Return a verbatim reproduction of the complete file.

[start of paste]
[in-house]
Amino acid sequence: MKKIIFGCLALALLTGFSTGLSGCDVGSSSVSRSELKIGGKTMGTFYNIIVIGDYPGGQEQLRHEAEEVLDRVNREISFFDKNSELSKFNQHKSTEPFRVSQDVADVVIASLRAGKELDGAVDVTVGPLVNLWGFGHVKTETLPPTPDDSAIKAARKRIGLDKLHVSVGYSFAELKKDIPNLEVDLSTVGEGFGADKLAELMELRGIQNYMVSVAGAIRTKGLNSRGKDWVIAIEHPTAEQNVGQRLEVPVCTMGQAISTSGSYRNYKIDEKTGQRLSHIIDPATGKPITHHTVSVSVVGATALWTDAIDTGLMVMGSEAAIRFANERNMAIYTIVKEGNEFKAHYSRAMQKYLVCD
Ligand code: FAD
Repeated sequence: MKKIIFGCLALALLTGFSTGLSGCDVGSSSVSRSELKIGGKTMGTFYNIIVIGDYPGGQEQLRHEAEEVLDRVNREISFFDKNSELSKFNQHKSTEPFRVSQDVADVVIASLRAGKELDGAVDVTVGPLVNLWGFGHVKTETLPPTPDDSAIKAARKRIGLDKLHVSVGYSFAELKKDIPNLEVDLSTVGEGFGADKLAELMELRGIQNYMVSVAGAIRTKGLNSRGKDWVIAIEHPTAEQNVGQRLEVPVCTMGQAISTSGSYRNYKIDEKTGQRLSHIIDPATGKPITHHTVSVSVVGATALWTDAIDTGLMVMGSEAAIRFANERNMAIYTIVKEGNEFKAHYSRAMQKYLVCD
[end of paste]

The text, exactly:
[in-house]
Amino acid sequence: MKKIIFGCLALALLTGFSTGLSGCDVGSSSVSRSELKIGGKTMGTFYNIIVIGDYPGGQEQLRHEAEEVLDRVNREISFFDKNSELSKFNQHKSTEPFRVSQDVADVVIASLRAGKELDGAVDVTVGPLVNLWGFGHVKTETLPPTPDDSAIKAARKRIGLDKLHVSVGYSFAELKKDIPNLEVDLSTVGEGFGADKLAELMELRGIQNYMVSVAGAIRTKGLNSRGKDWVIAIEHPTAEQNVGQRLEVPVCTMGQAISTSGSYRNYKIDEKTGQRLSHIIDPATGKPITHHTVSVSVVGATALWTDAIDTGLMVMGSEAAIRFANERNMAIYTIVKEGNEFKAHYSRAMQKYLVCD
Ligand code: FAD
Repeated sequence: MKKIIFGCLALALLTGFSTGLSGCDVGSSSVSRSELKIGGKTMGTFYNIIVIGDYPGGQEQLRHEAEEVLDRVNREISFFDKNSELSKFNQHKSTEPFRVSQDVADVVIASLRAGKELDGAVDVTVGPLVNLWGFGHVKTETLPPTPDDSAIKAARKRIGLDKLHVSVGYSFAELKKDIPNLEVDLSTVGEGFGADKLAELMELRGIQNYMVSVAGAIRTKGLNSRGKDWVIAIEHPTAEQNVGQRLEVPVCTMGQAISTSGSYRNYKIDEKTGQRLSHIIDPATGKPITHHTVSVSVVGATALWTDAIDTGLMVMGSEAAIRFANERNMAIYTIVKEGNEFKAHYSRAMQKYLVCD